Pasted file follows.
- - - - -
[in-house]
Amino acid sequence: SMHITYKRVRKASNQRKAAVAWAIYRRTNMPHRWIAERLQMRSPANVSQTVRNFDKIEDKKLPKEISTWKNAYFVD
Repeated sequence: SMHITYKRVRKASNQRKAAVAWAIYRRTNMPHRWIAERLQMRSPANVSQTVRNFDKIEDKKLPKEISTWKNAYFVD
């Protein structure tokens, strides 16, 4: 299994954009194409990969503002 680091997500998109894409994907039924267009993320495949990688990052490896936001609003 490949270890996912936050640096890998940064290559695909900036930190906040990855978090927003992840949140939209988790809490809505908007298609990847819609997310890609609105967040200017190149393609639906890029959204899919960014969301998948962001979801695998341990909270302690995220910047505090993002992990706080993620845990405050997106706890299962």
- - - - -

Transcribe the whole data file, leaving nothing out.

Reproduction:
[in-house]
Amino acid sequence: SMHITYKRVRKASNQRKAAVAWAIYRRTNMPHRWIAERLQMRSPANVSQTVRNFDKIEDKKLPKEISTWKNAYFVD
Repeated sequence: SMHITYKRVRKASNQRKAAVAWAIYRRTNMPHRWIAERLQMRSPANVSQTVRNFDKIEDKKLPKEISTWKNAYFVD
């Protein structure tokens, strides 16, 4: 299994954009194409990969503002 680091997500998109894409994907039924267009993320495949990688990052490896936001609003 490949270890996912936050640096890998940064290559695909900036930190906040990855978090927003992840949140939209988790809490809505908007298609990847819609997310890609609105967040200017190149393609639906890029959204899919960014969301998948962001979801695998341990909270302690995220910047505090993002992990706080993620845990405050997106706890299962």